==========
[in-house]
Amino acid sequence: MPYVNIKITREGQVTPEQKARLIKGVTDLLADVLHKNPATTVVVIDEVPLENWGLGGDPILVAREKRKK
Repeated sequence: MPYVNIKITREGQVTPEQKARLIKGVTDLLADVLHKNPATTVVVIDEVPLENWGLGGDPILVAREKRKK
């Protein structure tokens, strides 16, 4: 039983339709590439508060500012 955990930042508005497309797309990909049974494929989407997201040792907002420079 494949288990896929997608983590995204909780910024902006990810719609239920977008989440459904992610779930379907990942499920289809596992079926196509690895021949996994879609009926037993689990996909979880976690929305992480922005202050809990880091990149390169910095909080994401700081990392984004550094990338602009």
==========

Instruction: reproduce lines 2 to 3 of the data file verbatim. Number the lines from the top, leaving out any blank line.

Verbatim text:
Amino acid sequence: MPYVNIKITREGQVTPEQKARLIKGVTDLLADVLHKNPATTVVVIDEVPLENWGLGGDPILVAREKRKK
Repeated sequence: MPYVNIKITREGQVTPEQKARLIKGVTDLLADVLHKNPATTVVVIDEVPLENWGLGGDPILVAREKRKK